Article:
An new befriending service that offers support to people living with dementia is being launched by Alzheimer’s Society in Wrexham.
Trained befrienders will be matched to people with dementia to help them live well with their condition and share their sporting interest. The group befriending service will meet on the last Friday of each month at the Racecourse Stadium.
The service, which is supported by Wrexham FC and Wrexham Supporters’ Trust and is aimed at people with dementia who have a passion for football.
81-year-old Eddie Stuart from Wrexham was diagnosed with Alzheimer’s disease in 2010. Eddie played for Wolves in the 1950’s when they were at the top of the first division.
Talking about the new group befriending service Eddie said: “I think it’s wonderful to have this group starting. It’s nice to come together and meet other people who are living with dementia and support one another, as well as reminiscing about the glorious game. That’s a passion that we all have in common.
‘When you are in your eighties like me, you can look back and appreciate what you’ve done and how lucky you were. I look back at how football was when I played and how different it is now – the ball was so heavy – it’s light as a balloon now. I had some wonderful times because of the football. It’s nice to be able to share those memories.”
The new group befriending service is part of ‘Side by Side’, an all Wales befriending service funded by the Big Lottery Fund’s AdvantAGE programme. Through a team of trained volunteers the new group will provide help to reduce the social isolation experienced by many living with a diagnosis of dementia.
Liz Wilks, Befriending Manager for Alzheimer’s Society said: ‘It is estimated that there are 12,444 people living with dementia in north Wales. Life doesn’t stop when a person is diagnosed with dementia. People often still want to do the things they enjoyed doing before but they might need some extra support. This service offers the perfect opportunity for volunteers to help people with dementia to continue to feel a part of their community and to do the things they enjoy, such as discussing a football match or debating the offside rule.’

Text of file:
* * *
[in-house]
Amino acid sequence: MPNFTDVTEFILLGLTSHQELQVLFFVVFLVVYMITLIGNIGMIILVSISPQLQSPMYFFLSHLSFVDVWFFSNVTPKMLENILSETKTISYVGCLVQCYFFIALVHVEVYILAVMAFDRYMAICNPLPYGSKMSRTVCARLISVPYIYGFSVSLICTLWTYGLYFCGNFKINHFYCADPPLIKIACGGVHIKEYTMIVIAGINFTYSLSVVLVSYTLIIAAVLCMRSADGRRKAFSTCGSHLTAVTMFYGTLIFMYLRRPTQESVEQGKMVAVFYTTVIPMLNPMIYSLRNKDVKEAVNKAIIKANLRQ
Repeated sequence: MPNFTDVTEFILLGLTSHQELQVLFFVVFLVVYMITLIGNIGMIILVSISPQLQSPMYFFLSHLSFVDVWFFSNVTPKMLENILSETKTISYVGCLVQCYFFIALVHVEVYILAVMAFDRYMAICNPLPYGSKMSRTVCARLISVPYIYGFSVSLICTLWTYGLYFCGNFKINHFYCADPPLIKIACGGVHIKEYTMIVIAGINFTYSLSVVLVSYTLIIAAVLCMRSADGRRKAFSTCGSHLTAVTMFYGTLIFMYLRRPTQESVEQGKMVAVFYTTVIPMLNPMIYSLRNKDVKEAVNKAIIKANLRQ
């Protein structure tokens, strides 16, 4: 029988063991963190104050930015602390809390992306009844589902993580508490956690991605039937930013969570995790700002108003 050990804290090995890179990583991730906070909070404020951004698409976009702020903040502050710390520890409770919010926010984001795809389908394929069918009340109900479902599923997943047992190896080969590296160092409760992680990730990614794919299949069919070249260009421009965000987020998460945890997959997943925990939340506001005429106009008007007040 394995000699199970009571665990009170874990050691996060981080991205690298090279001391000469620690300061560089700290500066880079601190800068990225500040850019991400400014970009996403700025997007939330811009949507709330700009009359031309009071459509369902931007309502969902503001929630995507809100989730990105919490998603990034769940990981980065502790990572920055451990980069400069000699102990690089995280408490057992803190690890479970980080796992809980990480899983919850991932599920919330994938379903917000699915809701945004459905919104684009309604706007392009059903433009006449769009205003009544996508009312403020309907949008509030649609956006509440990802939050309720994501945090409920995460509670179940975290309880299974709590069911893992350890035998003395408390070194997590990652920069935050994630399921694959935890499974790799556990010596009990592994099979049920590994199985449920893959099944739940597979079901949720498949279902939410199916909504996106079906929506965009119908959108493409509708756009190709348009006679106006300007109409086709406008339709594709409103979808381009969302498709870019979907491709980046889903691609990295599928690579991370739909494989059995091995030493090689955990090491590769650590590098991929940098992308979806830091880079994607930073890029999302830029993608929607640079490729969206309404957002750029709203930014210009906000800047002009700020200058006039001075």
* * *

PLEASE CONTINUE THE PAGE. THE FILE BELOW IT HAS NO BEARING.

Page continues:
85 per cent of people with dementia say that they struggle with isolation, loneliness and depression. Befrienders provide companionship and are matched with people depending on their personality and common interests.
Terry Stott, of Wrexham Supporters’ Trust, said: ‘Wrexham FC is a community-owned club, with nearly 3,000 fans as owners. Because of that we’re more active with community events than many clubs and this was why the club was keen to support this pioneering project. It’s evident that people’s memories can be jogged by recollections about special footballing occasions and events. We want to play our part in making sure that people with dementia can play a full and active part in the community and are very pleased to work with Alzheimer’s Society to make sure this project develops.’
David Mainwaring a befriending volunteer from Wrexham Supporters’ Trust said: ‘I got involved with this group as my late Mother had Alzheimer’s disease. I saw first-hand the problems that both she and our family had, so I am glad I am trying to do something positive for people living with dementia. You never know, I might need the same assistance in the future.’
To find out more about accessing or volunteering for the befriending service please contact Liz Wilks on 07703886129 or email firstname.lastname@example.org
As well as this new befriending group Alzheimer’s Society in Wrexham has a number of services including a dementia support worker, “Singing for the Brain”® and Dementia Cafés in Penley and Wrexham. To find out more visit alzheimers.org.uk/localinformation or Alzheimer’s Society Wrexham on 01978 364 859 or at email@example.com.